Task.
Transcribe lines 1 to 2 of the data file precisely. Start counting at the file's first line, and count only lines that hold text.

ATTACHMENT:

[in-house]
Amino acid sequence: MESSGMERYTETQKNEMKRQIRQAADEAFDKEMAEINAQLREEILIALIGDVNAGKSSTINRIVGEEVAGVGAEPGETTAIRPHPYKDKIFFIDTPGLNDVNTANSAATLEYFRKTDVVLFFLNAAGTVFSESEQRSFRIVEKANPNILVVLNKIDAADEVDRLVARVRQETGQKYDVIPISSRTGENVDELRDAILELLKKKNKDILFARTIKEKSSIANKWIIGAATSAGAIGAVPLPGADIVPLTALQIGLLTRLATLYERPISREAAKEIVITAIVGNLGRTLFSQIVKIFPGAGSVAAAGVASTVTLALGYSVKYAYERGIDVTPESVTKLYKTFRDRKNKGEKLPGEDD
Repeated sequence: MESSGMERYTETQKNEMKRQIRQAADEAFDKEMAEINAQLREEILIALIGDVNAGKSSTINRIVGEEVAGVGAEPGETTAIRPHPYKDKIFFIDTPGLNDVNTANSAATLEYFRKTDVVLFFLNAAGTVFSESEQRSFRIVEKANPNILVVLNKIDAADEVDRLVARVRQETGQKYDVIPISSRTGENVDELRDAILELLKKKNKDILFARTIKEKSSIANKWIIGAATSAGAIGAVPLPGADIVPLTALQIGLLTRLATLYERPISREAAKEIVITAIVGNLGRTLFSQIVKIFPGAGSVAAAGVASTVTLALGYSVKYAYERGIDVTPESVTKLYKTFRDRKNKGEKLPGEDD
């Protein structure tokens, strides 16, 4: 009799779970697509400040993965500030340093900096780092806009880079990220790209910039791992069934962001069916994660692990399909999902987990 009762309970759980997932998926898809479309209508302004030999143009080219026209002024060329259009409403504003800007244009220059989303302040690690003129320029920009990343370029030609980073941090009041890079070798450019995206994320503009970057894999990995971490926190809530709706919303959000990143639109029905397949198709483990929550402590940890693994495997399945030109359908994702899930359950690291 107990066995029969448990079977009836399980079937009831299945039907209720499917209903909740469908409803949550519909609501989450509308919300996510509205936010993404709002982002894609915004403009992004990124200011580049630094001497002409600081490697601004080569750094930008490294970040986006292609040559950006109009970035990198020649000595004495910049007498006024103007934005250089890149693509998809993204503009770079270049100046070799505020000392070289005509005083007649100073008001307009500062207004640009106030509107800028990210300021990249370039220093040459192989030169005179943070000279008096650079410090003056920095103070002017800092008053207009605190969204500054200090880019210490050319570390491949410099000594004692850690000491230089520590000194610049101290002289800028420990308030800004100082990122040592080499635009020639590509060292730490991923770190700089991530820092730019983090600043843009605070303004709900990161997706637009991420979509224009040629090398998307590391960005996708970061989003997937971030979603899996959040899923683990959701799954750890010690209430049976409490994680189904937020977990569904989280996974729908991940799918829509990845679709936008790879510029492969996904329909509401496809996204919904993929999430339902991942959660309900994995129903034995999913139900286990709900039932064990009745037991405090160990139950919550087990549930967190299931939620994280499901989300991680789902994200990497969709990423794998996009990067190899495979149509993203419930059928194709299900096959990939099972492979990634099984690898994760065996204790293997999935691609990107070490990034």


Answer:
[in-house]
Amino acid sequence: MESSGMERYTETQKNEMKRQIRQAADEAFDKEMAEINAQLREEILIALIGDVNAGKSSTINRIVGEEVAGVGAEPGETTAIRPHPYKDKIFFIDTPGLNDVNTANSAATLEYFRKTDVVLFFLNAAGTVFSESEQRSFRIVEKANPNILVVLNKIDAADEVDRLVARVRQETGQKYDVIPISSRTGENVDELRDAILELLKKKNKDILFARTIKEKSSIANKWIIGAATSAGAIGAVPLPGADIVPLTALQIGLLTRLATLYERPISREAAKEIVITAIVGNLGRTLFSQIVKIFPGAGSVAAAGVASTVTLALGYSVKYAYERGIDVTPESVTKLYKTFRDRKNKGEKLPGEDD